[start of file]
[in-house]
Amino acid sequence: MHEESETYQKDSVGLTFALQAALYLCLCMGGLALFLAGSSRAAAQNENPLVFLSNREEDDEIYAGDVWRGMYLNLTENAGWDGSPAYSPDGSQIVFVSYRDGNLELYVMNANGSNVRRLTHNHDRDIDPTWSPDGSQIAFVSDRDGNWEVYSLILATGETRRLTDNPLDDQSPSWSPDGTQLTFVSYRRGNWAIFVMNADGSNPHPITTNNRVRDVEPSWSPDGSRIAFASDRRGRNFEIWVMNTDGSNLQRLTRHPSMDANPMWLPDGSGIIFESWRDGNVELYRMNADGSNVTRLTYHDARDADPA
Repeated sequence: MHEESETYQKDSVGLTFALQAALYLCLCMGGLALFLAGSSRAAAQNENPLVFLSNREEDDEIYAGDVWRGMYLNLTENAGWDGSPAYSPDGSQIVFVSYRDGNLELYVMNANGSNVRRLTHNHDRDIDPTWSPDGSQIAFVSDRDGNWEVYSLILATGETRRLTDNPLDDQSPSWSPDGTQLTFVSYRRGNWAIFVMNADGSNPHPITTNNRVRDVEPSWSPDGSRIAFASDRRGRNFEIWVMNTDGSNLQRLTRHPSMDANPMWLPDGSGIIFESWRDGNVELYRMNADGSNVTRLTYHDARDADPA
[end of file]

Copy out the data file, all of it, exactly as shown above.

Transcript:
[in-house]
Amino acid sequence: MHEESETYQKDSVGLTFALQAALYLCLCMGGLALFLAGSSRAAAQNENPLVFLSNREEDDEIYAGDVWRGMYLNLTENAGWDGSPAYSPDGSQIVFVSYRDGNLELYVMNANGSNVRRLTHNHDRDIDPTWSPDGSQIAFVSDRDGNWEVYSLILATGETRRLTDNPLDDQSPSWSPDGTQLTFVSYRRGNWAIFVMNADGSNPHPITTNNRVRDVEPSWSPDGSRIAFASDRRGRNFEIWVMNTDGSNLQRLTRHPSMDANPMWLPDGSGIIFESWRDGNVELYRMNADGSNVTRLTYHDARDADPA
Repeated sequence: MHEESETYQKDSVGLTFALQAALYLCLCMGGLALFLAGSSRAAAQNENPLVFLSNREEDDEIYAGDVWRGMYLNLTENAGWDGSPAYSPDGSQIVFVSYRDGNLELYVMNANGSNVRRLTHNHDRDIDPTWSPDGSQIAFVSDRDGNWEVYSLILATGETRRLTDNPLDDQSPSWSPDGTQLTFVSYRRGNWAIFVMNADGSNPHPITTNNRVRDVEPSWSPDGSRIAFASDRRGRNFEIWVMNTDGSNLQRLTRHPSMDANPMWLPDGSGIIFESWRDGNVELYRMNADGSNVTRLTYHDARDADPA